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Navigating the complex world of workplace regulations and awards can be difficult, especially for those in the disability services sector. For National Disability Insurance Scheme service providers, compliance with the SCHADS Award is not just a legal obligation but a crucial component in providing high-quality care and support to individuals with disabilities. 

Read on to learn what the SCHADS Award is, how it works and how to ensure your NDIS business is compliant. 

What is the SCHADS Award in Australia?

The Social, Community, Home Care, and Disability Services Industry Award 2010 (SCHADS Award) is a significant industrial award that governs employment conditions, entitlements and minimum standards for workers in Australia’s social and community services sector. The Fair Work Commission administers the award, which is one of the Modern Awards introduced under the Fair Work Act 2009.

Who does the SCHADS Award apply to?

The SCHADS Award applies to various organisations and employees within the social and community services sector. This sector encompasses a diverse array of service providers, including but not limited to:

  • NDIS service providers: Organisations that offer services to NDIS participants, such as disability support workers, allied health professionals and other staff involved in supporting individuals with disabilities.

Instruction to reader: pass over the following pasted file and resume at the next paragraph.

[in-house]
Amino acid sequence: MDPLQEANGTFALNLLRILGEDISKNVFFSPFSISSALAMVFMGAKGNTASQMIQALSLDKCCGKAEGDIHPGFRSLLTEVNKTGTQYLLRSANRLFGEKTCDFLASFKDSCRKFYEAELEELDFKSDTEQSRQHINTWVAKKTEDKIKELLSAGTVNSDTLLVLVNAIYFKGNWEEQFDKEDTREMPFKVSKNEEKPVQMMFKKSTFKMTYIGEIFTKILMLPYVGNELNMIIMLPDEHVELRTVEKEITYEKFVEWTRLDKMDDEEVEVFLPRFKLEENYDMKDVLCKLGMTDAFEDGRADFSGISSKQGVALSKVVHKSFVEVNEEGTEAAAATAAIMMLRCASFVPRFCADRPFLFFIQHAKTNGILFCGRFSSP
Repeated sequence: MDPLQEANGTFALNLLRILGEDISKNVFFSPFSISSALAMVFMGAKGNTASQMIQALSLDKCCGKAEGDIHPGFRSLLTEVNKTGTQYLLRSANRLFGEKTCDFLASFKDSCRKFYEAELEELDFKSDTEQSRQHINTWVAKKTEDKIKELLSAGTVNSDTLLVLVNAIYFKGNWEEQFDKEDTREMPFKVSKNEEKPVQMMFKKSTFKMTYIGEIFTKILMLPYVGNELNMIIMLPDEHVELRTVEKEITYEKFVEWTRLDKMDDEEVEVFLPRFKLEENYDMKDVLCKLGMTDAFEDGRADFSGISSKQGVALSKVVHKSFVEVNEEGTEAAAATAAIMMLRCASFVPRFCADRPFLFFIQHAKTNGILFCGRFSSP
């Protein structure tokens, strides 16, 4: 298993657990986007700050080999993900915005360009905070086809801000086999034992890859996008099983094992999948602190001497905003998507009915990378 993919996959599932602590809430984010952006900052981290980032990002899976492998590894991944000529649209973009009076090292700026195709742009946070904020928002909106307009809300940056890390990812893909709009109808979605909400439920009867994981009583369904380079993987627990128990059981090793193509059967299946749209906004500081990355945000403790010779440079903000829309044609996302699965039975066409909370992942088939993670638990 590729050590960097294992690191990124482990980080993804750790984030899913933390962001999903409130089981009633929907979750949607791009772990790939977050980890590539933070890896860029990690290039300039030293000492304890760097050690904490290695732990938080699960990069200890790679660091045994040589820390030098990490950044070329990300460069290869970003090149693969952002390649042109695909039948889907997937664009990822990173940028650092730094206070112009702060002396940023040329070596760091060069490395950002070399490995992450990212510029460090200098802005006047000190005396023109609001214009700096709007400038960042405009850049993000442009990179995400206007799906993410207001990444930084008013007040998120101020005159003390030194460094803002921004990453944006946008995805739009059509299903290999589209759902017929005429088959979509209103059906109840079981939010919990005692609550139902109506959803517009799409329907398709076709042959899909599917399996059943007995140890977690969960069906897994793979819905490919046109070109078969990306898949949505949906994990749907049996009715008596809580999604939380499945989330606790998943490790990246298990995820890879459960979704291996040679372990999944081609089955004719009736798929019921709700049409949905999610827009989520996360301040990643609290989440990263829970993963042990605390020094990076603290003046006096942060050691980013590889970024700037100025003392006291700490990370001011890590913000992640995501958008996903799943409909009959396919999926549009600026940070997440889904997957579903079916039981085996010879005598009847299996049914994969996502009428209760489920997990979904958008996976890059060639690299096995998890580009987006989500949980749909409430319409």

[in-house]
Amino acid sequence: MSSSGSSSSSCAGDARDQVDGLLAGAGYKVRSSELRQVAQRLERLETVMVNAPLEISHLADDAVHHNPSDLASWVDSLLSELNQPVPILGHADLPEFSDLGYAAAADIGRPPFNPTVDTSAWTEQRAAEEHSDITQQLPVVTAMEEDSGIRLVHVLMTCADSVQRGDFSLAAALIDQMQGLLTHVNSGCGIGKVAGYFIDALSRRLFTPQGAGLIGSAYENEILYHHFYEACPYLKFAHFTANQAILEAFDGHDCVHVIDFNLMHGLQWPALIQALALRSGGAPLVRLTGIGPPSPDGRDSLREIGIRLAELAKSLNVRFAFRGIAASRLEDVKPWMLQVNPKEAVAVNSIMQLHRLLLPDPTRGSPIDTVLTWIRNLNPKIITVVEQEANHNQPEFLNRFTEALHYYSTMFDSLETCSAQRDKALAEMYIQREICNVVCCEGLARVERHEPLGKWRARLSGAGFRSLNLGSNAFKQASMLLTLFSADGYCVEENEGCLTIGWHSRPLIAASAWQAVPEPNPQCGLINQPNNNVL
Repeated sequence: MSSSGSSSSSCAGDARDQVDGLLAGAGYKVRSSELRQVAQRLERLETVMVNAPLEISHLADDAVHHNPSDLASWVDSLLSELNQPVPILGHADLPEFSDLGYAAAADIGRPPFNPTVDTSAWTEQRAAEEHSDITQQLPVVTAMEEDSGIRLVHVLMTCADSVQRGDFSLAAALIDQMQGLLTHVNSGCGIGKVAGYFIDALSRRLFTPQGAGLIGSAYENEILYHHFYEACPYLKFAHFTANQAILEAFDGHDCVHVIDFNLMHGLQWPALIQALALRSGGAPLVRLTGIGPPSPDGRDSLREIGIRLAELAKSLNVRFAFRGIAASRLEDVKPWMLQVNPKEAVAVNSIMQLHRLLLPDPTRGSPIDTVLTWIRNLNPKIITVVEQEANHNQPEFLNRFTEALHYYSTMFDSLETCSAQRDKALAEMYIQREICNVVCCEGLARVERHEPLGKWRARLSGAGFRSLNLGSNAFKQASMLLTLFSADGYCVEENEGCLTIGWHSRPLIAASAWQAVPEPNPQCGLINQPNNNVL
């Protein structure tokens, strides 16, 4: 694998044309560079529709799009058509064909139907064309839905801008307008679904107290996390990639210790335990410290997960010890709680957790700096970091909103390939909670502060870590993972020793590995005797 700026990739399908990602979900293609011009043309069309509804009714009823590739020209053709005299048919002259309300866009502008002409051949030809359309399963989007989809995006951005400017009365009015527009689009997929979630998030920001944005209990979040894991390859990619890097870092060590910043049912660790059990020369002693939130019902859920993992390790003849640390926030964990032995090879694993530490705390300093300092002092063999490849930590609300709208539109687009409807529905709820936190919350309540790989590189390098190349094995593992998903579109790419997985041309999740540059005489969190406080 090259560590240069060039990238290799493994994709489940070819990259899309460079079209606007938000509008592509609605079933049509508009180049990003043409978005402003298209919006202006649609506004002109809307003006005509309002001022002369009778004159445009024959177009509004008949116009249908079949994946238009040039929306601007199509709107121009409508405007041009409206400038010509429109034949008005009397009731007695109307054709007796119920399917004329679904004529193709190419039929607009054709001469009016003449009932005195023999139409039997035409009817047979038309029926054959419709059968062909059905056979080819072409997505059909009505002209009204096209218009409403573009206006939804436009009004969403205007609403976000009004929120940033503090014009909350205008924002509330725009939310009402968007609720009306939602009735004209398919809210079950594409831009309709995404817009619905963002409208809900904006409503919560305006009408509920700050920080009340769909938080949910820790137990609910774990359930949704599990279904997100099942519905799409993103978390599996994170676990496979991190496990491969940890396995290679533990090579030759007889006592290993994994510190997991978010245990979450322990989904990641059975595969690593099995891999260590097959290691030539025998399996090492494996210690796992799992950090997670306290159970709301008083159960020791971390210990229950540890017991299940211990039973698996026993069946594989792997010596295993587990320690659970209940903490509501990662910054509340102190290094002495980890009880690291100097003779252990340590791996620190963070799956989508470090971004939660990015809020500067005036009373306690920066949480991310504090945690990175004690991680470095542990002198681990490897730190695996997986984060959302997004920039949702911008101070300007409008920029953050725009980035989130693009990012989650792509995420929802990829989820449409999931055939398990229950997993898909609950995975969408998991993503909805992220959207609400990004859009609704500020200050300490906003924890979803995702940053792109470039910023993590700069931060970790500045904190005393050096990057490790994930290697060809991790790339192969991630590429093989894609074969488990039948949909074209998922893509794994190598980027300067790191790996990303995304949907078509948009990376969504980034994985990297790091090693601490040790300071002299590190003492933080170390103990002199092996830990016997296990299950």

• Community services: Organisations involved in providing services related to child protection, aged care, homelessness, domestic violence support, family support, counselling and other community-based services.
  • Home care: Providers offering in-home care and support services to the elderly, people with disabilities and individuals requiring assistance with daily living activities.
  • Disability support services: Organisations offering various forms of support and care to individuals with disabilities, including residential care, day programs and employment services.

The SCHADS Award sets out minimum employment conditions and entitlements for employees in these sectors, ensuring that workers are fairly compensated and protected.

How does the SCHADS Award work?

The SCHADS Award has several objectives and provisions, covering areas such as minimum wage rates, hours of work, leave entitlements, allowances and loadings, equal employment opportunity and termination and redundancy. 

The award:

  • Establishes minimum wage rates for various classifications of employees. These wage rates are regularly reviewed and adjusted to keep pace with changing economic conditions.
  • Specifies standard working hours, overtime, and penalty rates for employees working beyond regular hours, weekends or public holidays. 
  • Outlines various types of leave entitlements, including annual, personal/carer’s, and long service leave. 
  • Includes provisions for various allowances and loadings, such as shift, leading hand, and travel allowances. 
  • Includes provisions related to equal employment opportunity and anti-discrimination measures, emphasising the importance of providing a workplace free from discrimination, harassment and bullying.
  • Outlines procedures and entitlements related to termination, including notice periods and redundancy provisions.

How much is the SCHADS Award?

SCHADS Award minimum wage

The SCHADS Award sets out minimum wage requirements for employees in the social and community services sector in Australia, which are designed to ensure that employees receive fair and equitable compensation for their work. It includes a schedule of minimum wage rates based on employee classifications and experience levels, with adjustments made periodically to account for economic conditions and other factors. 

SCHADS Award levels explained